Robert Covington
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PHILADELPHIA (AP) Kobe Bryant won over the fans – he just couldn’t beat the previously winless Philadelphia 76ers.

With the spotlight on Bryant during the final game of his career in his hometown, the Sixers stole the show and defeated the Los Angeles Lakers 103-91 on Tuesday night for their first victory of the season.

The Sixers had lost their first 18 games, and 28 overall dating to last season – the longest losing streak in the history of major professional sports in the United States. But they remained tied for the worst start in NBA history with the 2009-10 New Jersey Nets, who also opened 0-18.

It was the first win for the Sixers since March 25 at Denver.

Hours earlier, Bryant felt the love in Philadelphia as soon as he entered the arena.

He took selfies with fans who might never see him play again, and his presence injected a playoff atmosphere into a city that has lost much of its interest in NBA basketball.

With a packed crowd standing and roaring in appreciation, Bryant was introduced to an ovation worthy of a hometown hero, not the “Hometown Zero” he was once labeled in Philadelphia’s tabloids.

Bryant, who will end his 20-year career this season, opened the first leg of his farewell tour in his hometown and was feted with the kind of reverence and gratitude normally reserved for a Sixers great.

He buried a step-back 3-pointer off the opening tip.

He hit another 3 on the next possession.

Bryant made it 3 for 3 and had the Philly crowd chanting “M-V-P!” as he turned back the clock to his championship form. He scored 20 points on 7-of-26 shooting and made four 3s.

By the fourth quarter, the Philly fans had turned their attention toward the home team, chanting “Beat LA!” when beleaguered rookie Jahlil Okafor made a layup for a 94-80 lead.

Okafor, the No. 3 overall pick out of Duke, has been attached to a string of off-court incidents that included reckless driving and a fight in Boston. He has apologized for his recent decisions. Sixers coach Brett Brown said Okafor will likely soon be accompanied by team security on public outings.

Bryant said he would simply tell the 19-year-old rookie to stay focused on basketball.

The Sixers stayed focused and finally finished the job after taking an 80-75 lead into the fourth.

The 76ers had led after three quarters three other times this season: Nov. 21 at Miami (led 74-67, lost 96-91), Nov. 25 at Boston (led 62-57, lost 84-80) and Nov. 29 at Memphis (led 67-64, lost 92-84), according to STATS.

Robert Covington scored 23 points and Jerami Grant had 14 for the Sixers.

The win belonged to Philadelphia. The night belonged to Bryant.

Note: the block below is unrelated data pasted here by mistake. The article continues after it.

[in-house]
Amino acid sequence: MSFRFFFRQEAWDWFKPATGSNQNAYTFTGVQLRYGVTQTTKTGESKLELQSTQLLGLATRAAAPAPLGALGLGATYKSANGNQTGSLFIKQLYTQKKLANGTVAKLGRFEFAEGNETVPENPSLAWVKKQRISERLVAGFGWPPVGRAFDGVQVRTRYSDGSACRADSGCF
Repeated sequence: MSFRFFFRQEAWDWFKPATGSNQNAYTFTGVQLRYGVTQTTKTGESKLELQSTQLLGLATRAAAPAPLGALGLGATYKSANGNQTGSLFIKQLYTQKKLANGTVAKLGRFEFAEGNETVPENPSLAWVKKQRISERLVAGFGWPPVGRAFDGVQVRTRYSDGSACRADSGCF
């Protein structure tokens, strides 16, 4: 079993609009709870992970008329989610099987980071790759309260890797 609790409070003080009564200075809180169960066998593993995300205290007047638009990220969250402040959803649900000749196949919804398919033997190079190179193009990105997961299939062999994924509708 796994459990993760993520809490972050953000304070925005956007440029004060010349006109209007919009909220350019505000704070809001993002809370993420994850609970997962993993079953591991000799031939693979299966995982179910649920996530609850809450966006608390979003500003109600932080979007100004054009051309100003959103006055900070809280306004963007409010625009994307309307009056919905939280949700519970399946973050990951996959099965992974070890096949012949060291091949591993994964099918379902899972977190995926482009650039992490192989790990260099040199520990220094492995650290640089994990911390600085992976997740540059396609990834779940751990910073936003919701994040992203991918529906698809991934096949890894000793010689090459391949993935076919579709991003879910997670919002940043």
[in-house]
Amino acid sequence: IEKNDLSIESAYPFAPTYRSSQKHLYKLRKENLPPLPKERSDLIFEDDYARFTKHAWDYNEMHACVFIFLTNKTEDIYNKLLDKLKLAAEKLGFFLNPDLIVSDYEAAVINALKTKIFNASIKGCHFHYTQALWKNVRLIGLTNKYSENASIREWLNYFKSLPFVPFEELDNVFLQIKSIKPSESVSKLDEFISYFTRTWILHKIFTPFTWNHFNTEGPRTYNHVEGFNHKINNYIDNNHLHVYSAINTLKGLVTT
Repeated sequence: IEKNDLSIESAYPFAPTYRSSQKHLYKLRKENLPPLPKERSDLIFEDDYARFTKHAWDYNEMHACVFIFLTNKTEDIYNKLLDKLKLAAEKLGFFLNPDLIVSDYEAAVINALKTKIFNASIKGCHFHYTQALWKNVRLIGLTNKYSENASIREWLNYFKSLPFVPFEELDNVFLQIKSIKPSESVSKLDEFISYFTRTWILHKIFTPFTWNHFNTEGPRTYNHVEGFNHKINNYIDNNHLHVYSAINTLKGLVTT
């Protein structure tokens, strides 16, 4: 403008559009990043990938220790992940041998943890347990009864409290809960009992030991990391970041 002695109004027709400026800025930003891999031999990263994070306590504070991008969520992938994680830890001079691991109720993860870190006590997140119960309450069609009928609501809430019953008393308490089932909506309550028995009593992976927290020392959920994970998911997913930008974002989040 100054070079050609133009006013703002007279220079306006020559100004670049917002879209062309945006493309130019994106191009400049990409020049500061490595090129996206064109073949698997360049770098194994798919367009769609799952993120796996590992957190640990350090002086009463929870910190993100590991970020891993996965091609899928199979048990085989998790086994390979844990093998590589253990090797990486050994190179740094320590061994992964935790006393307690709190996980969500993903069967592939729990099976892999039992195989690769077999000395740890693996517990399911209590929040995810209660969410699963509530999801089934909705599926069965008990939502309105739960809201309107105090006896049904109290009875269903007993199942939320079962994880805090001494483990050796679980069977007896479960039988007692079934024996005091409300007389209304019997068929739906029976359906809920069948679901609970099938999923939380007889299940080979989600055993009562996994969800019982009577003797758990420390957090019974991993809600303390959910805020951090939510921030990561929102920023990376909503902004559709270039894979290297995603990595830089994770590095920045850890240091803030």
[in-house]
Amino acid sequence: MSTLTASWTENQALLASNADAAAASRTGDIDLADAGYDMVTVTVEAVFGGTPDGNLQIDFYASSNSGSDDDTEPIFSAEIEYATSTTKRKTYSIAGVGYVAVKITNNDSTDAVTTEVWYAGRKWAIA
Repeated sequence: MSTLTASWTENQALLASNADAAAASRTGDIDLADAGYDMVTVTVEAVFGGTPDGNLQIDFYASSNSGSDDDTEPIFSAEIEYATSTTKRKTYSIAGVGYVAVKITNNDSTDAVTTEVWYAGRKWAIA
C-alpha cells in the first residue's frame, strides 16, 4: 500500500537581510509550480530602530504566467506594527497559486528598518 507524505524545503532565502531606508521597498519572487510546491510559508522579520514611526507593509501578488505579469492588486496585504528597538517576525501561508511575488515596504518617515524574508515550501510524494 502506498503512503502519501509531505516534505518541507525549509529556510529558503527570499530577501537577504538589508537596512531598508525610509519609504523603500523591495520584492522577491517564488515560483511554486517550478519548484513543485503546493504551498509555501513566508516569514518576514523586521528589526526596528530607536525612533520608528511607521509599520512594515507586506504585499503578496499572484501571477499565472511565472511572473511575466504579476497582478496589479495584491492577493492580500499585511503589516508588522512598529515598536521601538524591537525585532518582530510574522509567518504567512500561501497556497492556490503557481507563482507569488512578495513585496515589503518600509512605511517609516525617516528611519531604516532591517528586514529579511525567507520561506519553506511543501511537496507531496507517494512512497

His homecoming game came with a rare emotional tug for the player fans loved to boo through the years. He waved to the crowd and bowed his head in appreciation as a “Kobe! Kobe! Kobe!’ chant filled Wells Fargo Center during pregame introductions.

He was greeted at midcourt by his Lower Merion high school coach Gregg Downer and 76ers great Julius Erving. Bryant hugged both in front of a crowd filled with purple-and-gold No. 24 jerseys.

He smiled after every shot and bantered with fans, some who made “Thank you, Kobe” signs.

In a reference to the sorry state of the entire Philly sports scene, one fan held a sign that read, “Why Can’t Chip Kelly Retire Instead.”

Bryant even smirked in the third when a brief scuffle broke out among Lakers center Roy Hibbert, who appeared to push a referee, and Philadelphia’s Isaiah Canaan and JaKarr Sampson. All three were hit with technical fouls.

Bryant thumped his chest, waved to the fans, blew a kiss and was serenaded with “Kobe!” chants as he walked off Philadelphia’s court for the final time.


Lakers: Los Angeles is 2-15 and has the worst record in the Western Conference. … The Lakers opened an eight-game road trip.

Sixers: Moses Malone, the late 76ers star selected one of the NBA’s 50 greatest players, was honored at halftime. Malone, who died in September at 60, was the NBA Finals MVP in 1983 when he led the Sixers to the title. His No. 2 was on the back of Philadelphia’s warmup jerseys with “Chairman of the Boards” on the front. The Sixers will retire his number next season. … F Nerlens Noel returned to the lineup after a two-game absence with sore knees. He scored 14 points.


Lakers: At the Washington Wizards on Wednesday night.

Sixers: At the New York Knicks on Wednesday night.

John Wall drops J.R. Smith with crossover, makes layup (VIDEO)

John Wall
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John Wall is one of the hardest players to guard in the NBA. J.R. Smith found that out the hard way on Tuesday night when Wall sent him flying with a behind-the-back dribble before making an easy layup.

The Wizards beat the Cavs, who are now 13-5 on the season.